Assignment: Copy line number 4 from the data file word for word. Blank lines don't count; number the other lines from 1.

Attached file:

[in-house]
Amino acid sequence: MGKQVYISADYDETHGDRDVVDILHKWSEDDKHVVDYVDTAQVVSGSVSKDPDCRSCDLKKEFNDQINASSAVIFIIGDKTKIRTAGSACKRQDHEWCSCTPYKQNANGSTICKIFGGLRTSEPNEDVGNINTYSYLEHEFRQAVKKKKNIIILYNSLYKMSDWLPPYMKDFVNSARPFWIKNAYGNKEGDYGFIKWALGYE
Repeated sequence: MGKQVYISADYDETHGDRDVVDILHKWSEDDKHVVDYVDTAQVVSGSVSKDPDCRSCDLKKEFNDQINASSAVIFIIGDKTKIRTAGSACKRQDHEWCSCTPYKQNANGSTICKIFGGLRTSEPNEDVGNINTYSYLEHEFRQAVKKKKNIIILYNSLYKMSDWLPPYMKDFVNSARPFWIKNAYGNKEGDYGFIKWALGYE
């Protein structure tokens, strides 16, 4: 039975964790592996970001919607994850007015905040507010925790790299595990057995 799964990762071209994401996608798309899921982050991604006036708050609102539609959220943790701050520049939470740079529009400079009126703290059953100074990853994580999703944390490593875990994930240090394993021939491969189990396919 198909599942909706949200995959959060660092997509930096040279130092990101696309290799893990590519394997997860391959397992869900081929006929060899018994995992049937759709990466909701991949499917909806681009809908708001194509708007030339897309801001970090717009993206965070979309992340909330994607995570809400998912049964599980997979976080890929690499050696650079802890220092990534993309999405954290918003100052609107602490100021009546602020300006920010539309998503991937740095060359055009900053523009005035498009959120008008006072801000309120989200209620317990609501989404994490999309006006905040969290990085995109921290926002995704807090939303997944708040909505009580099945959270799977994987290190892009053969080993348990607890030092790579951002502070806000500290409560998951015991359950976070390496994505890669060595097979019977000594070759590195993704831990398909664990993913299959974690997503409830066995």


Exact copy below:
């Protein structure tokens, strides 16, 4: 039975964790592996970001919607994850007015905040507010925790790299595990057995 799964990762071209994401996608798309899921982050991604006036708050609102539609959220943790701050520049939470740079529009400079009126703290059953100074990853994580999703944390490593875990994930240090394993021939491969189990396919 198909599942909706949200995959959060660092997509930096040279130092990101696309290799893990590519394997997860391959397992869900081929006929060899018994995992049937759709990466909701991949499917909806681009809908708001194509708007030339897309801001970090717009993206965070979309992340909330994607995570809400998912049964599980997979976080890929690499050696650079802890220092990534993309999405954290918003100052609107602490100021009546602020300006920010539309998503991937740095060359055009900053523009005035498009959120008008006072801000309120989200209620317990609501989404994490999309006006905040969290990085995109921290926002995704807090939303997944708040909505009580099945959270799977994987290190892009053969080993348990607890030092790579951002502070806000500290409560998951015991359950976070390496994505890669060595097979019977000594070759590195993704831990398909664990993913299959974690997503409830066995």